In September of 2012, the City of Pittsburgh hosted the 35th annual Great Race, a charity run that raises money for the Richard S. Caliguiri Amyloidosis Research Fund. Caliguiri, a former Pittsburgh mayor, died of this rare protein disorder, and a portion of the race proceeds are used to help find a cure.
It should have been an uplifting event. Yet the Pittsburgh Post-Gazette reported that “despite the rally of support … the research fund created in Caliguiri’s name has had little impact on the effort to find a cure.”
Those familiar with the challenges of treating rare conditions like amyloidosis won’t be surprised by this news. The sad truth is that the economic incentives for developing life-saving treatments for rare disorders are less than optimal.
But that doesn’t mean that we’re powerless to fight rare diseases. Policymakers can dramatically improve incentives for researchers and biopharmaceutical firms to create drugs that treat rare conditions — treatments known as “orphan drugs.” And they should. Rare diseases collectively represent a major public-health threat.
Rare diseases — conditions like Huntington disease and Burkitt lymphoma which afflict fewer than 200,000 people — cost Americans more than $474 billion a year.
Over 7 percent of Americans — or more than 25 million people — suffer from the roughly 7,000 illnesses that fall into this category.
So the overall market for treatments for rare diseases is large. Indeed, total global spending on orphan drugs runs between $50 billion and $85 billion — or between 5.7 percent and 9.7 percent of what the world spends on pharmaceuticals, according to “A Primer on the Orphan Drug Market: Addressing the Needs of Patients with Rare Diseases,” a new paper by economist Dr. Wayne Winegarden, senior fellow at the Pacific Research Institute.
But the potential number of beneficiaries for each individual orphan treatment is relatively small. A narrow market of potential buyers can make investing in orphan drugs perilous.
Part of the problem is that developing a treatment for any illness is a long and expensive process. It takes anywhere from 10 to 15 years to usher a treatment from the research phase, through the Food and Drug Administration (FDA) approval process, and into patients’ hands.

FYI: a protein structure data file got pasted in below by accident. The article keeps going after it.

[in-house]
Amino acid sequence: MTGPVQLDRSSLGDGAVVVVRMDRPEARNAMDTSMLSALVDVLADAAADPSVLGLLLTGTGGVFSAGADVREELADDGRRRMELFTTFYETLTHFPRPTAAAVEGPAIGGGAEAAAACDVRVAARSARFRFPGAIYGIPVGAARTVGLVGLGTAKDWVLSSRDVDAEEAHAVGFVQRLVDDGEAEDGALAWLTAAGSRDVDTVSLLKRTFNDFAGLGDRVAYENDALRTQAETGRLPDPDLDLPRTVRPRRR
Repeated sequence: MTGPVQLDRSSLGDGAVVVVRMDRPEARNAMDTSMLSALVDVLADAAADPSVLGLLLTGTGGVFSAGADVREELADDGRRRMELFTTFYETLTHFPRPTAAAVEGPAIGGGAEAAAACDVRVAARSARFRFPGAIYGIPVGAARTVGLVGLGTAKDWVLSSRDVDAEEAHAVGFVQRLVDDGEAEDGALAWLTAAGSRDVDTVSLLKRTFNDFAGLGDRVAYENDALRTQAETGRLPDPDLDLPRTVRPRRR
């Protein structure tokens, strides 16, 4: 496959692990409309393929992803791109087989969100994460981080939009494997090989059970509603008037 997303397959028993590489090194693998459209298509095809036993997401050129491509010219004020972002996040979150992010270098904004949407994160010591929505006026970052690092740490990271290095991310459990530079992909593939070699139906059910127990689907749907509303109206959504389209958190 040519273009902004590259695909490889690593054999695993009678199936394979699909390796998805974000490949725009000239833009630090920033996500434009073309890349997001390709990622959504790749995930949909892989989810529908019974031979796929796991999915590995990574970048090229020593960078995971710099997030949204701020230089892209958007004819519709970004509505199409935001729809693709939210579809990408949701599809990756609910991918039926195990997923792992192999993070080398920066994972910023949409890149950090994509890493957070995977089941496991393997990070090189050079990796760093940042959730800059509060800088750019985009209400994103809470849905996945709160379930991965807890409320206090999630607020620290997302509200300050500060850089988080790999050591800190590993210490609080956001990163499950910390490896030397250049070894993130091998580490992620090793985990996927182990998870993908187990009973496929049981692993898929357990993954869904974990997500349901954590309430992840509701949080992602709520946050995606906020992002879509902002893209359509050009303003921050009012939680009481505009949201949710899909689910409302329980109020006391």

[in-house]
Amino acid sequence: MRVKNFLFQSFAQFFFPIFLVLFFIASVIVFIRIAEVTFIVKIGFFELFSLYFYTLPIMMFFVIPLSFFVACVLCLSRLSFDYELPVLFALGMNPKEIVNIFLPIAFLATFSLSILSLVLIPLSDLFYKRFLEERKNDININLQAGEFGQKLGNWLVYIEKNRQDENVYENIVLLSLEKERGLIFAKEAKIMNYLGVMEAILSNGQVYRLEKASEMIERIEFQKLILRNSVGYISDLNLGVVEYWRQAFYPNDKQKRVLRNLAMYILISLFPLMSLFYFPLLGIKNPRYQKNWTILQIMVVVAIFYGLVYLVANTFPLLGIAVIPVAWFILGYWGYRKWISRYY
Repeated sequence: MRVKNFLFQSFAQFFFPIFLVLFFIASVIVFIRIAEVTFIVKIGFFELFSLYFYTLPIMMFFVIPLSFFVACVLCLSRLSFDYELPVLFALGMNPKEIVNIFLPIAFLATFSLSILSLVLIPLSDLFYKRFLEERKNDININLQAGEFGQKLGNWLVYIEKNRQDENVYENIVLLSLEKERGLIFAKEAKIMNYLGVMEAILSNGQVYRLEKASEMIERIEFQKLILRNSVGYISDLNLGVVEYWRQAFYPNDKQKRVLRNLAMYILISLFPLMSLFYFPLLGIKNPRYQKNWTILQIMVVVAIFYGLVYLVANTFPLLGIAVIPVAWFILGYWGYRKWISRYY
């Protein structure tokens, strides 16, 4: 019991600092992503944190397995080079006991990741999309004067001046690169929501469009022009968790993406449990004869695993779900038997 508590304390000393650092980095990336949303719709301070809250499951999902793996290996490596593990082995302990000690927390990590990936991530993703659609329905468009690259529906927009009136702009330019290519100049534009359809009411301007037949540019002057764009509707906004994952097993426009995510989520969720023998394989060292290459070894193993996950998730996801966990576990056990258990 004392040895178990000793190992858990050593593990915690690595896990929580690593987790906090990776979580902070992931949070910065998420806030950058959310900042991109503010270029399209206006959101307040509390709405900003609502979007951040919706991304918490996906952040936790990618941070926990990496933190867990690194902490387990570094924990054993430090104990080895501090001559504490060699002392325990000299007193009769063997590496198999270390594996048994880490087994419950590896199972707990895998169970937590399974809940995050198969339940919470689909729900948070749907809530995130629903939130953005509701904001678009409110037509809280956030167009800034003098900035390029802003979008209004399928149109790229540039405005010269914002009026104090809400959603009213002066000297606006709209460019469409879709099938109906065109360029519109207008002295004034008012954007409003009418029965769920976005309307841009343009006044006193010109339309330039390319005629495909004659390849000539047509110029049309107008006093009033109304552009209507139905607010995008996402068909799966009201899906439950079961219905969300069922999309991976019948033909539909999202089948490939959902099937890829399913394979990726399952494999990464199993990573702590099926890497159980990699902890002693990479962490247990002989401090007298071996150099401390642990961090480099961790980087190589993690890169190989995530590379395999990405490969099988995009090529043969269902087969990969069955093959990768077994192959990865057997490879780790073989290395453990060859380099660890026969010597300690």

At every step of the process, drug firms must spend more money — and face the distinct possibility that their research will fail. According to the best estimates, a single successful drug costs well over $1 billion to develop.
And once a drug goes generic, the firm that created the medicine must deal with fierce competition from other manufacturers.
It’s hardly surprising, then, that pharmaceutical firms tend to bet on treatments that will be useful to the largest number of patients. This state of affairs often leaves those suffering from rare diseases with few treatment options.
Fortunately, policymakers have found ways to improve the incentives for pharmaceutical firms to invest in orphan drug research.
Consider the Orphan Drug Act, passed in 1983. It provided drug developers seven years of market exclusivity for their inventions, ensuring that they would have a reasonable amount of time in which to make back their hefty investment, free of competition from other pharmaceutical firms.
The law also lessened the economic burden of drug development by offering a 50-percent tax credit for the costs incurred during the clinical trial phase. On top of that, the Act waived the fees associated with applying for FDA approval.
The results? In the past decade, the number of new drugs — or New Molecular Entities (NME), as they are called in the trade — released in the United States for the treatment of rare diseases has increased dramatically. In fact, more new NMEs were launched in 2011 than in any of the last ten years.
This is encouraging evidence that those who suffer from rare illnesses shouldn’t give up hope.
It’s now up to our leaders to find new ways to lower the barriers to developing these valuable treatments. They should start by taking the Orphan Drug Act — already over a quarter-century old — and using it as a model.
Drug companies should be rewarded for developing orphan drugs. It’s the only way to guarantee that, no matter how uncommon an illness, there will be somebody, somewhere working to find a cure for it.